Practice and Procedure


PUBLISHED November 3, 2003

A defendant who merely stood outside a building whilst his co-defendants had committed a burglary could not without more be guilty of that offence.Appeal by way of case stated against the decision of Bridlington Youth Court on 21 November 2002 to convict the appellant ('S') of burglary. S had accompanied two others ('B' and 'P') to a building but had been unaware of the others' intent. S saw B and P enter the building and come out with various items but remained outside the building at all times. S told B and P that they had committed a burglary and then went with them to a house where the items were hidden. The magistrates convicted on the facts on the basis that S had been associated with the offence. On appeal S argued that: (i) he had not participated in the offence; (ii) mere knowledge that B and P had been committing the offence was insufficient to convict him; (iii) there had been a clear finding of fact that he had remained outside the building at all times and no finding that he had acted as a look-out; and (iv) in those circumstances there were insufficient findings of fact to establish his guilt beyond reasonable doubt.HELD: (1) If the evidence had shown that S had been involved by virtue of the fact that he had acted as a look-out, had been assisting or encouraging the crime or had been on standby ready to assist if required, it might have been open to the magistrates to conclude that the burglary had been a joint enterprise. However, the mere fact that he was outside the building and knew that a burglary was being committed was, without more, insufficient. (2) In those circumstances, the conviction would be quashed.Appeal allowed.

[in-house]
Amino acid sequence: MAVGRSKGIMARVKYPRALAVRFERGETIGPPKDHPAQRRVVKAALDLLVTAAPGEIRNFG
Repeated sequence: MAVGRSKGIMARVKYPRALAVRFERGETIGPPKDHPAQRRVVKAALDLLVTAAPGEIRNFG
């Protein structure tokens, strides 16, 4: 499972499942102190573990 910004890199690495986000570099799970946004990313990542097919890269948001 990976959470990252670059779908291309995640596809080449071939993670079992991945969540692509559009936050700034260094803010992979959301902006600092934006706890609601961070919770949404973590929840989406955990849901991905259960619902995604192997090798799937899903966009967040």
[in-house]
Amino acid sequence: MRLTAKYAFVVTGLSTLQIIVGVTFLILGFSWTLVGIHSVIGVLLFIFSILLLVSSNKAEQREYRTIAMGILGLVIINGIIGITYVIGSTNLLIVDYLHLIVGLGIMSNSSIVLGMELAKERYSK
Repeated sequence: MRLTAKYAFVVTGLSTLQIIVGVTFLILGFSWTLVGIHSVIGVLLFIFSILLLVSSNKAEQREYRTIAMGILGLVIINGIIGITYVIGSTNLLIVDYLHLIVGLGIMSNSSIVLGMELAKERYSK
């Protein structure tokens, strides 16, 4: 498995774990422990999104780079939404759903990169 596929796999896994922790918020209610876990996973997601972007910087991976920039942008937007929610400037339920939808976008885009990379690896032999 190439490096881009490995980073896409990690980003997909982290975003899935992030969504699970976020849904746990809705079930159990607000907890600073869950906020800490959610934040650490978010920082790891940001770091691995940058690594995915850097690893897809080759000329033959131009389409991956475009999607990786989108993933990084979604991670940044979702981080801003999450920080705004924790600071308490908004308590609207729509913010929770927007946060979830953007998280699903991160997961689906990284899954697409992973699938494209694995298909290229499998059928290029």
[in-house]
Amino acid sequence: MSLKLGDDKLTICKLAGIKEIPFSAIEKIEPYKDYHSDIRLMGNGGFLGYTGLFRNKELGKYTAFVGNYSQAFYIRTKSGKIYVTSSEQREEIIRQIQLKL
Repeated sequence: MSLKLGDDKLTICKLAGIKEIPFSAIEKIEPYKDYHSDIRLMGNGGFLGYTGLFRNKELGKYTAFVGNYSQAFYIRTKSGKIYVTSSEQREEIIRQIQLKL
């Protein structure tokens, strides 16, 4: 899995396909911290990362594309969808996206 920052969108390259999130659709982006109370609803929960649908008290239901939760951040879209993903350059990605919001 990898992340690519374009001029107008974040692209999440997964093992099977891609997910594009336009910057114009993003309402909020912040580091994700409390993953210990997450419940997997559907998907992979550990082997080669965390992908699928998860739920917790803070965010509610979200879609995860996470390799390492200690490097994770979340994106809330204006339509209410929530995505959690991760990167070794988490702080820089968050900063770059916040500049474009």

[2003] EWHC 2717 (Admin)